Title: Copper sulfate toxicity to two isolates of Ichthyophthirius multifiliis relative to alkalinity Authors
|Hossain, M - CORNELL UNIVERSITY|
|Clark, T - CORNELL UNIVERSITY|
Submitted to: Diseases of Aquatic Organisms
Publication Type: Peer Reviewed Journal
Publication Acceptance Date: March 11, 2008
Publication Date: January 28, 2009
Citation: Straus, D.L., Hossain, M.M., Clark, T.G. 2009. Copper sulfate toxicity to two isolates of Ichthyophthirius multifiliis relative to alkalinity. Diseases of Aquatic Organisms. 81(1):31-36. Interpretive Summary: Copper is toxic to all aquatic organisms. With fish, copper is more toxic in waters that are soft (or have a lot of rainwater in them). In this study, Ich from two different locations were tested to see if copper was equally toxic to them. We found that there is a difference between the Arkansas Ich and the Georgia Ich, with the Arkansas Ich being able to tolerate more copper. We also found that copper is more toxic in softer water, similar to what has been seen with fish.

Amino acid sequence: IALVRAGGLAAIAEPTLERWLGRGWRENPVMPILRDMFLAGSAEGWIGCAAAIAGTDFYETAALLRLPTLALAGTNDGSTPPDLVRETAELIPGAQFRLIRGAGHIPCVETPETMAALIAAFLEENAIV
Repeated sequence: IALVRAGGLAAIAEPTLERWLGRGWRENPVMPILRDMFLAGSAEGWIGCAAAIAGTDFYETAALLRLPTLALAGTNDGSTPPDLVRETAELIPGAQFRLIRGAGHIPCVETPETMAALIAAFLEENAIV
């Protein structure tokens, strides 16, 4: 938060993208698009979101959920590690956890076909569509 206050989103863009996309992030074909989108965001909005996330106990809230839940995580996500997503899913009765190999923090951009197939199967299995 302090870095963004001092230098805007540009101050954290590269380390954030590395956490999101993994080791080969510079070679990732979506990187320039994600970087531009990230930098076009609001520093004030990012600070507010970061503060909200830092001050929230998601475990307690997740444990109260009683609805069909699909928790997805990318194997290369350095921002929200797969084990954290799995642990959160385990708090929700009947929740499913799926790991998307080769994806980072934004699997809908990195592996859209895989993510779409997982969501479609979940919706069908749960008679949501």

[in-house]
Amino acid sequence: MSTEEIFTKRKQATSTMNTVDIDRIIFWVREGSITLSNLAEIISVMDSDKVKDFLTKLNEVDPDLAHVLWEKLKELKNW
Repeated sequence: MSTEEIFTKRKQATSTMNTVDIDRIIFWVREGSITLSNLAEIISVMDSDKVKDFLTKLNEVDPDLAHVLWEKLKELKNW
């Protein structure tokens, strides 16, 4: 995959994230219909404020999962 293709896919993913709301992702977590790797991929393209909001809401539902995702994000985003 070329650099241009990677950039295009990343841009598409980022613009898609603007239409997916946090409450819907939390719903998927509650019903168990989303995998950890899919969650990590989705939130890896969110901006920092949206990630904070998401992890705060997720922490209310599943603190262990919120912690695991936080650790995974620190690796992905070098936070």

Technical Abstract: Theronts from two different strains of Ichthyophthirius multifiliis (AR1 and G5) were exposed to copper sulfate in waters of different total alkalinities and observed for 4 h to determine relative toxicity and kinetics of parasite mortality. Consistent with the known solubility properties of the metal, copper was significantly more toxic to cells maintained under low (48 mg l-1) compared with high (243 mg l-1) total alkalinity conditions. This was reflected in both the LC50 values and rates of mortality for both parasite strains; strain differences were also observed. The AR1 strain was significantly more resistant to copper toxicity than the G5 strain in both high and low alkalinity waters. In general, these strain differences were more evident under conditions of low stress (i.e., low toxicity/high alkalinity) and suggest that genetic factors are overridden under high stress conditions. This report establishes a role for alkalinity in the effectiveness of copper sulfate treatment of Ichthyophthiriasis and reveals differences in the susceptibility of parasite populations that are clearly important for control programs.